“Mama, I want some!”

Moving to DC taught me that there has been a constant in my life that has been so present that I never imagined life without it: being around kids A LOT of the time. My life is marked by the kids I babysat, the kids I tell stories about and follow on Facebook (which constantly makes me feel old). Catherine, Michael, and Bryce were my first. Then Susanne and Riley, and Carson and Kaleigh (and later Jackson!). Then Marshall and Walker entered the scene, along with Trevor and Crawford. Even in Arkansas I babysat: Linden and Evie, and Tobin, Vada, and River. In Maryville, Daniel and Asher quickly entered my life. Summers were full of Presbyterian preacher’s kids: Stockton, Anderson, Hannah, Charlie, Caroline, and Thomas! Children are a constant, and I’ve been feeling the hole that not being around kids has left in me.

Last Sunday at New York Avenue Presbyterian, I had the chance to give the children’s sermon and then go to Worship Play with the few kids in worship who weren’t at the all church retreat. It was the most restorative day I’d had in a long time. We read stories about Moses, sang Pharaoh, Pharaoh, and ate fruit snacks. I heard about Halloween costumes and how school was going, and made a fool of myself with dramatic motions during our song and different voices during the Bible stories. It was wonderful, but I knew that it would not be an every Sunday kind of activity.

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The main part of my job on Sunday mornings is working in the Radcliffe Room, a breakfast/hospitality ministry that NYAPC offers each Sunday. Guests can come and get clothes that they need from the clothing closest, some coffee and breakfast, and then have space to hang out and talk to one another or to church members, sing spirituals or hymns, attend a Bible study, or simply rest for a little while. It’s incredible to see every week, but today was different.

This morning, a woman that I hadn’t met before came in with her little girl who is probably around two. I had been told that if a child were to come in, I should go pick a few books from the nursery to give them since we don’t typically have children’s clothing. I went and asked her mother if she would like that, and then tried to find books that I knew were fun. After I had delivered the books, I returned to the stage to keep the women’s clothing area pretty organized and visit with the guests that I’ve come to know, but I was super excited when the mom and toddler came onto the stage. Her mom and I talked a little bit and she told me some of her story. She made a point to tell me that even though she was having to start over from nothing, she knew that keeping God first was the key to feeling like she could make it.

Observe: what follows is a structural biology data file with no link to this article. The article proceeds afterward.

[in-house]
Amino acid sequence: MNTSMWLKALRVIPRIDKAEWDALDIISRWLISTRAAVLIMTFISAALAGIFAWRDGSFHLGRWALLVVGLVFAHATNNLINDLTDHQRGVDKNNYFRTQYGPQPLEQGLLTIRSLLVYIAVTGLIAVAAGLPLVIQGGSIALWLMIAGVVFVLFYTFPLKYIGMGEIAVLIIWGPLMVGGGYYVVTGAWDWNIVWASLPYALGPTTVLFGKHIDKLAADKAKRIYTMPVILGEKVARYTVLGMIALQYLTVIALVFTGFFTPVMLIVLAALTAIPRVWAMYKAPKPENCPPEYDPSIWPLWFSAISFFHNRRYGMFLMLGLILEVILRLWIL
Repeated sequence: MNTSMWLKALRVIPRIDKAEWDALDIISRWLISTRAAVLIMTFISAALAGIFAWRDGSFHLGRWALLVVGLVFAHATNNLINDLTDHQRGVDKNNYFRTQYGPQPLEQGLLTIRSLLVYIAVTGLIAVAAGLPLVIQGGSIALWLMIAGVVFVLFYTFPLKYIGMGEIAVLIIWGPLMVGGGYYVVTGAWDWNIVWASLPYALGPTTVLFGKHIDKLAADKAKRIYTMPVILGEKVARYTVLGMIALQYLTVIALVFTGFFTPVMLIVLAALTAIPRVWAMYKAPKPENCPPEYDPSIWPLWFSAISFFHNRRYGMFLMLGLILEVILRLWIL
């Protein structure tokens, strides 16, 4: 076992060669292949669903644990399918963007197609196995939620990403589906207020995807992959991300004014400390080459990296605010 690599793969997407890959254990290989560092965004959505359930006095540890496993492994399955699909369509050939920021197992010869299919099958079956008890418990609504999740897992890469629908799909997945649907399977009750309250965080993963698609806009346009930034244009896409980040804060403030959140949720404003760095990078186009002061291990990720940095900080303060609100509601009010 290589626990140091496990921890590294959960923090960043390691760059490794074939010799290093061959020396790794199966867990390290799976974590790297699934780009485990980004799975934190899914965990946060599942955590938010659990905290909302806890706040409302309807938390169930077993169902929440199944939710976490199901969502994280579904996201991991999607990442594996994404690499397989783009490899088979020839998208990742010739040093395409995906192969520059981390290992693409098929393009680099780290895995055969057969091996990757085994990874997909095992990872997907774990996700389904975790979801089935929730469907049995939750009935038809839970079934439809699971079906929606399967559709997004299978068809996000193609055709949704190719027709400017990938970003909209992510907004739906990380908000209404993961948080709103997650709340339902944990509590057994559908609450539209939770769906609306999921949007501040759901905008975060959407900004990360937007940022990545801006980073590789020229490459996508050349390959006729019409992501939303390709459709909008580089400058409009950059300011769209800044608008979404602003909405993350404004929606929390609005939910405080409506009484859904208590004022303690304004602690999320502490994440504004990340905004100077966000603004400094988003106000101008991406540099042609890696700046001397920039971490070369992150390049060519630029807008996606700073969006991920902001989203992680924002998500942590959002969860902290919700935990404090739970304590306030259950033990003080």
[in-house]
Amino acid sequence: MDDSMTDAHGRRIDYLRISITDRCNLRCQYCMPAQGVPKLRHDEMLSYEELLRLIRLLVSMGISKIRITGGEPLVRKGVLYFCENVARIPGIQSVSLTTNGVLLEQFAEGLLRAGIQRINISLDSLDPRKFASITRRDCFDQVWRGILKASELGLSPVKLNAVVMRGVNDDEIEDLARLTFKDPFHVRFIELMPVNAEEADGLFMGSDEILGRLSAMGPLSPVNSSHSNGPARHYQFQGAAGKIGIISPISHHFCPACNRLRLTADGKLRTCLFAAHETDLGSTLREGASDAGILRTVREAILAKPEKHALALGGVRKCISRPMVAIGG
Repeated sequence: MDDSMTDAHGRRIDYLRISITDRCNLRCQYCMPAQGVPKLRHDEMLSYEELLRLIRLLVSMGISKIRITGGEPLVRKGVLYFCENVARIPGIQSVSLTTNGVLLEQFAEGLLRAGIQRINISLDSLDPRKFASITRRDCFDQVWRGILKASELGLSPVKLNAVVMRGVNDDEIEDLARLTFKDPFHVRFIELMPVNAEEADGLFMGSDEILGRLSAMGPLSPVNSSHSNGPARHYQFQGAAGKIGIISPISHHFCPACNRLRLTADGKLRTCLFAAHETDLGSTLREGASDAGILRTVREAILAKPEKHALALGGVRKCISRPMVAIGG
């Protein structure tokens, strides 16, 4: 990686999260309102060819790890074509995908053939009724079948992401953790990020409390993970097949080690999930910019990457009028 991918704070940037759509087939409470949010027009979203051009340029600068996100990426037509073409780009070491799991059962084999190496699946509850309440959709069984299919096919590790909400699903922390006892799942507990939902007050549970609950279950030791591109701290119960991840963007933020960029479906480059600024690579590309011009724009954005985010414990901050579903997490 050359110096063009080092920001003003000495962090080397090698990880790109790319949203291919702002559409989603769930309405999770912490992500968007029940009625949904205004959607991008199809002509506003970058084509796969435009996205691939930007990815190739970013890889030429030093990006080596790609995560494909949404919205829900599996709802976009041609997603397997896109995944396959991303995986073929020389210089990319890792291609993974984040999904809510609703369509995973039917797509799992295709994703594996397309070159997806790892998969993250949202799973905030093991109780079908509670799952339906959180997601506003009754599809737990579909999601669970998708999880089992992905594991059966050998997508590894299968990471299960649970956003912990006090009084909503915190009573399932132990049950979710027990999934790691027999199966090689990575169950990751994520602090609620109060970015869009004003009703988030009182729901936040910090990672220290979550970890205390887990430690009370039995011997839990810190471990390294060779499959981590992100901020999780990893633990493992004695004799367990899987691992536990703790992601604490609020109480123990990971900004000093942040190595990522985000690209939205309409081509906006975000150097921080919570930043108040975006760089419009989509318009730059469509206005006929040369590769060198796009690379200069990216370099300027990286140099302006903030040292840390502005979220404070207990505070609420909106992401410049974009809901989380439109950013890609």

Towards the end of Radcliffe Room, one of NYAPC’s parish associates served communion to the guests. She began by telling a story about the saints of the world, defining saints as “those who let the light of God shine through them.” She spoke about the saints in all of our lives who have shaped and guided us, and I could feel the room settle as we all thought of those people who immediately come to mind. As she spoke the words of institution and prepared to take the plate and cup around to each of the guests, those of us standing around the piano began to sing Let Us Break Bread Together.

The mother and her daughter had moved to sit closer to the piano so that they could sing and hear the music, and while Beth moved around the room and we sang the song, the little girl grew impatient. She had watched attentively while Beth spoke and prayed, and grinned when the music began to play. Her impatience showed itself with her ever louder cry: “Mama, I want some! Mama, I want some!”

Beth served the little girl and her face lit up. She held that piece of bread while she heard the words, “This is the bread of life, for you!,” and gleefully ate it and drank the grape juice out of the little cup that was just her size.

If the saints are those who let the light of God shine through them, then I met a saint this morning: a tiny little girl with a bright pink coat whose shouts of “Mama, I want some!,” would not be ignored.

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